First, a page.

• Heb 9:15 He shares with all believers “the promise of eternal inheritance.”

One way to view the message of Hebrews is that it presents Jesus as superior to all religions upon evaluation.

When it comes to faith and practice, Jesus provides the better way; he alone provides the perfect standing with God; no one comes to the Father except through him. Therefore, he alone can offer eternal life. And his throne is established forever with no aid from human beings.

Secondly, Hebrews is a book of exhortation.

But I urge you, brethren, bear with this word of exhortation, for I have written to you briefly. – Hebrews 13:22

The writer calls this letter “this word of exhortation.” The word exhortation means encouragement

We can gather that this book was not written to discourage but to encourage believers. The author mentions this because of what scholars call the five warning passages of Hebrews.

To understand these passages, we must remember that this book begins with a declaration, in chapter 1:1 the writer says God is speaking.

  • He spoke in the past through prophets, angels, and leaders. But in the last days, God has spoken through his son Jesus Christ. Near the end of the book, the writer says, In Ch 12:25 “See to it that you do not refuse Him who is speaking.” In other words, the challenge in this book is that God is speaking; we have his word; now, what are we going to do with it?  

The warning or exhortation passages both show us what happens If we neglect God’s word or fail to listen when he is speaking.

  1. Drifting from the Word 2:1-4 (neglect)

  2. Doubting the Word 3:7-4:13 (hard heart)

  3. Dullness toward the Word 5:11-6:20 (sluggishness)

  4. Despising the Word 10:26-39 (willfulness)

  5. Defying the Word 12:14-29 (refusing to hear)

These passages reveal a dangerous progression that begins with refusing to heed God’s word.

We can gather that one reason the writer includes such exhortations is because some were drifting from their confidence in Christ. Some were turning back and rejecting the word of God.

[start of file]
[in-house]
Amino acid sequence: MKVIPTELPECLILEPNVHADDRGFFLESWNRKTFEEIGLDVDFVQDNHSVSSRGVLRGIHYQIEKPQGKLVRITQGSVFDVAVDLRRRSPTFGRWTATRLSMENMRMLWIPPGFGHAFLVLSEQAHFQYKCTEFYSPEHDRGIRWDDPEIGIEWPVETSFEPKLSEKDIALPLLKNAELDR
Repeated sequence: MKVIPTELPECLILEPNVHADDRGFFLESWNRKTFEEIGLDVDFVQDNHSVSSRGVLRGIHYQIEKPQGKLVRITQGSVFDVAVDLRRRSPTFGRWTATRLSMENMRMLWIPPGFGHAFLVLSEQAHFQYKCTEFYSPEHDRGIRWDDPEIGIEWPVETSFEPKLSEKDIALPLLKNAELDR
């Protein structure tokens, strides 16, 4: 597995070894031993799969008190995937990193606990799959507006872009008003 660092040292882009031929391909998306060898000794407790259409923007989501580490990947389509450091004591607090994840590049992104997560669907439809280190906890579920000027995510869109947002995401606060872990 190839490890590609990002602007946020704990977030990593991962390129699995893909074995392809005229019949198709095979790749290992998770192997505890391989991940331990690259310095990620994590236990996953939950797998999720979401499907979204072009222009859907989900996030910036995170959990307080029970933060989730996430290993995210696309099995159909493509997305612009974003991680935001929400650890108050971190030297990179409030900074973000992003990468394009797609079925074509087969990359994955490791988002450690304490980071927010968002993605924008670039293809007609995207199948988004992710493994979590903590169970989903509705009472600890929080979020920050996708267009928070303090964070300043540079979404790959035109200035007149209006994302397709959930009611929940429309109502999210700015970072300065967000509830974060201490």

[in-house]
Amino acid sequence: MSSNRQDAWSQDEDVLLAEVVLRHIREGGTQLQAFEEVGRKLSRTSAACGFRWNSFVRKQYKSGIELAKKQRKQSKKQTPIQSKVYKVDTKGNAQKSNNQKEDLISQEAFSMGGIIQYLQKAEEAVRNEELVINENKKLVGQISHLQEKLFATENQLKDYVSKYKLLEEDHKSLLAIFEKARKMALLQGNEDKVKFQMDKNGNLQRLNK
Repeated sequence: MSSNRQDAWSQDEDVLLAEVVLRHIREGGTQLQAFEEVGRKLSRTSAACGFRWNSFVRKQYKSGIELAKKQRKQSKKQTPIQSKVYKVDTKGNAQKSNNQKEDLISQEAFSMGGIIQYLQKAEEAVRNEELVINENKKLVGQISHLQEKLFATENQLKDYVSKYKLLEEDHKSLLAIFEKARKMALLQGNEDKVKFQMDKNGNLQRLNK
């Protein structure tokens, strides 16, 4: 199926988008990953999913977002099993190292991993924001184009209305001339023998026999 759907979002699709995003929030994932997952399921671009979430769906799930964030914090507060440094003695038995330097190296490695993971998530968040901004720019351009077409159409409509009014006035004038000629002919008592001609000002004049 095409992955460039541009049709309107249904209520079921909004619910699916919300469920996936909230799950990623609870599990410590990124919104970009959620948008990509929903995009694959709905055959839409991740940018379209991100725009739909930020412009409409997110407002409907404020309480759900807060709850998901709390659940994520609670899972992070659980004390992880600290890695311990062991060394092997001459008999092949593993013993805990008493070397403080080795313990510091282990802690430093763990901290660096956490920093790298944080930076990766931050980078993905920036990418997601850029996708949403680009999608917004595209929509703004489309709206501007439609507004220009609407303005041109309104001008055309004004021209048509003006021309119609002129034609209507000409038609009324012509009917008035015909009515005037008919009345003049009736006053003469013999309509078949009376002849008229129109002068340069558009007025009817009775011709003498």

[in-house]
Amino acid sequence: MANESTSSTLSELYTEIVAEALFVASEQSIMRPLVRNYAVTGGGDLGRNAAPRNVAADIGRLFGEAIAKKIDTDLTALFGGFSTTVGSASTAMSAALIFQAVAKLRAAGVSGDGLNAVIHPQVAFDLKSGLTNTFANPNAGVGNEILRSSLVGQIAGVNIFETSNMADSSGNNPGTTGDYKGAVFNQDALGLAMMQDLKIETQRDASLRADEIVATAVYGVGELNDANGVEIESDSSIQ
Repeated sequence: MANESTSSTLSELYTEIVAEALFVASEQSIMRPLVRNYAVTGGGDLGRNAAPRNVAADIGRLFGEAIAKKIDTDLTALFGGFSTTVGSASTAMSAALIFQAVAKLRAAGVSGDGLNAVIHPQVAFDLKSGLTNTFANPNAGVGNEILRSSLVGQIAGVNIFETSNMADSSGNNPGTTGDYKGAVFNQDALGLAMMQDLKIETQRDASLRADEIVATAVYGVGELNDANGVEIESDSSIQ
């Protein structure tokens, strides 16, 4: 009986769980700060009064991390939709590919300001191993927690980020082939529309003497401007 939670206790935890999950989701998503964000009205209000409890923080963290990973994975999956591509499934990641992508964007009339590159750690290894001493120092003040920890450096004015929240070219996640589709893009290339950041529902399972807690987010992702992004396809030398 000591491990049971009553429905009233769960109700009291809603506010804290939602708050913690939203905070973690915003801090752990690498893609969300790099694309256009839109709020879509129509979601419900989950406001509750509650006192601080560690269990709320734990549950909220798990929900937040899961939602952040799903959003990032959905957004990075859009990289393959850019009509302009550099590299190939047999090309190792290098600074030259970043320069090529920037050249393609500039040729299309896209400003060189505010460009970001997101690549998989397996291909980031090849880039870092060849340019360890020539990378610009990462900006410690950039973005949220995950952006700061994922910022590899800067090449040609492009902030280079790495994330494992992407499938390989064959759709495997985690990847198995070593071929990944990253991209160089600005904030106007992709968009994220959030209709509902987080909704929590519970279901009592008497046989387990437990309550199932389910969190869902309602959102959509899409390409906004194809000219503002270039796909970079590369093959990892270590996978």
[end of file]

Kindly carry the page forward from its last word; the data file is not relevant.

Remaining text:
It's important to acknowledge the potential for drifting away from God, as warned in the Bible, especially in the last days when many will fall away from the faith. Therefore, studying this book is essential as it helps us discern if we are at risk of falling away and enables us to take the necessary steps to remain steadfast in our faith.

The Book of Hebrews serves as both a book of evaluation and exhortation. It prompts us to reevaluate the profound claims of Christ and the significance of His sacrifice, as well as acts as an encouragement for us to continue growing in the grace and knowledge of Christ (2 Peter 3:18).

About Pastor Bob Moya

Pastor Bob Moya has served as the lead pastor with his wife Candace at City Chapel in Arlington, Texas for over 22+ years. He is currently wrapping up his dissertation at Regent University and will graduate in the spring of 2024 with a doctorate degree in Spiritual Renewal and Leadership. When not serving at the church, you'll find Bob enjoying a good read at Barnes & Noble, sipping a nitro cold brew or black coffee at Starbucks, or spending time with his family.